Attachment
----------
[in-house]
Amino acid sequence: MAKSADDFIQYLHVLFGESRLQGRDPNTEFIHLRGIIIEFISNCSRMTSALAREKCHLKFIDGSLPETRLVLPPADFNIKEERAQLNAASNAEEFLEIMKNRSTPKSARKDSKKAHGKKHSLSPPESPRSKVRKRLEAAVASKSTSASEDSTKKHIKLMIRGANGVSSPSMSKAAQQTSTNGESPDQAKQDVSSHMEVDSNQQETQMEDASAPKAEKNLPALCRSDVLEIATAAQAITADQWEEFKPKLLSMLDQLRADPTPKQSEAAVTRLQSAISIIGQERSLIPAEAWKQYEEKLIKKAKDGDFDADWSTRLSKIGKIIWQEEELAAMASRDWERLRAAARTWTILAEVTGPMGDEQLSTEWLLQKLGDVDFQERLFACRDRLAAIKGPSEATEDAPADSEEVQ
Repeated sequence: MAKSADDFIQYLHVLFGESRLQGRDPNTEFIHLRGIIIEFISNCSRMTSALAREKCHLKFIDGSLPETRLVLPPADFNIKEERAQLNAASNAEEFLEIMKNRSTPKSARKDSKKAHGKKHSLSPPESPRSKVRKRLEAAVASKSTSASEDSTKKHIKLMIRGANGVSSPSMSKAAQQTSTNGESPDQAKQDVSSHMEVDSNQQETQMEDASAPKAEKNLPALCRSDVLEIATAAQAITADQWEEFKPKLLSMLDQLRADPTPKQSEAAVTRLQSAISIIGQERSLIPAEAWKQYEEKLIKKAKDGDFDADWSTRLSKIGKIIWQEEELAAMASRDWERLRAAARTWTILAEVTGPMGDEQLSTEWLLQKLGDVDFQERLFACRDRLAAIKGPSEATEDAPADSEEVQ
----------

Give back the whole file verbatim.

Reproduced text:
[in-house]
Amino acid sequence: MAKSADDFIQYLHVLFGESRLQGRDPNTEFIHLRGIIIEFISNCSRMTSALAREKCHLKFIDGSLPETRLVLPPADFNIKEERAQLNAASNAEEFLEIMKNRSTPKSARKDSKKAHGKKHSLSPPESPRSKVRKRLEAAVASKSTSASEDSTKKHIKLMIRGANGVSSPSMSKAAQQTSTNGESPDQAKQDVSSHMEVDSNQQETQMEDASAPKAEKNLPALCRSDVLEIATAAQAITADQWEEFKPKLLSMLDQLRADPTPKQSEAAVTRLQSAISIIGQERSLIPAEAWKQYEEKLIKKAKDGDFDADWSTRLSKIGKIIWQEEELAAMASRDWERLRAAARTWTILAEVTGPMGDEQLSTEWLLQKLGDVDFQERLFACRDRLAAIKGPSEATEDAPADSEEVQ
Repeated sequence: MAKSADDFIQYLHVLFGESRLQGRDPNTEFIHLRGIIIEFISNCSRMTSALAREKCHLKFIDGSLPETRLVLPPADFNIKEERAQLNAASNAEEFLEIMKNRSTPKSARKDSKKAHGKKHSLSPPESPRSKVRKRLEAAVASKSTSASEDSTKKHIKLMIRGANGVSSPSMSKAAQQTSTNGESPDQAKQDVSSHMEVDSNQQETQMEDASAPKAEKNLPALCRSDVLEIATAAQAITADQWEEFKPKLLSMLDQLRADPTPKQSEAAVTRLQSAISIIGQERSLIPAEAWKQYEEKLIKKAKDGDFDADWSTRLSKIGKIIWQEEELAAMASRDWERLRAAARTWTILAEVTGPMGDEQLSTEWLLQKLGDVDFQERLFACRDRLAAIKGPSEATEDAPADSEEVQ